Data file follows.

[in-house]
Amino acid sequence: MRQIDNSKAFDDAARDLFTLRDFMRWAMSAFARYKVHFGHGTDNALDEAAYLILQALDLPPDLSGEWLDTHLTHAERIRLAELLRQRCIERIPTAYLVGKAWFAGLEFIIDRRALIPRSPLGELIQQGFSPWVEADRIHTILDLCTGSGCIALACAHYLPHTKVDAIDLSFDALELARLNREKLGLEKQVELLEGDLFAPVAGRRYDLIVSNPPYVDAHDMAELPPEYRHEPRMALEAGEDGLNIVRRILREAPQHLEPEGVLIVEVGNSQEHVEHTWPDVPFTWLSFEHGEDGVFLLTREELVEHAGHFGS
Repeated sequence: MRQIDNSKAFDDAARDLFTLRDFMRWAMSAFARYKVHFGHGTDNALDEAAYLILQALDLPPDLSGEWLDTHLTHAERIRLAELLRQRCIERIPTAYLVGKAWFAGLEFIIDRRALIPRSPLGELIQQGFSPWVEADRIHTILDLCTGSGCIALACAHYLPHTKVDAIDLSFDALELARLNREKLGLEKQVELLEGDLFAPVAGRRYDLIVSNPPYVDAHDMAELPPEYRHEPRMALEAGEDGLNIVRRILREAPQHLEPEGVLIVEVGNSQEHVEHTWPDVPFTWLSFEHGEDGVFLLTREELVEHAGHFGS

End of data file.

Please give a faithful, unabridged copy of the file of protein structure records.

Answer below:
[in-house]
Amino acid sequence: MRQIDNSKAFDDAARDLFTLRDFMRWAMSAFARYKVHFGHGTDNALDEAAYLILQALDLPPDLSGEWLDTHLTHAERIRLAELLRQRCIERIPTAYLVGKAWFAGLEFIIDRRALIPRSPLGELIQQGFSPWVEADRIHTILDLCTGSGCIALACAHYLPHTKVDAIDLSFDALELARLNREKLGLEKQVELLEGDLFAPVAGRRYDLIVSNPPYVDAHDMAELPPEYRHEPRMALEAGEDGLNIVRRILREAPQHLEPEGVLIVEVGNSQEHVEHTWPDVPFTWLSFEHGEDGVFLLTREELVEHAGHFGS
Repeated sequence: MRQIDNSKAFDDAARDLFTLRDFMRWAMSAFARYKVHFGHGTDNALDEAAYLILQALDLPPDLSGEWLDTHLTHAERIRLAELLRQRCIERIPTAYLVGKAWFAGLEFIIDRRALIPRSPLGELIQQGFSPWVEADRIHTILDLCTGSGCIALACAHYLPHTKVDAIDLSFDALELARLNREKLGLEKQVELLEGDLFAPVAGRRYDLIVSNPPYVDAHDMAELPPEYRHEPRMALEAGEDGLNIVRRILREAPQHLEPEGVLIVEVGNSQEHVEHTWPDVPFTWLSFEHGEDGVFLLTREELVEHAGHFGS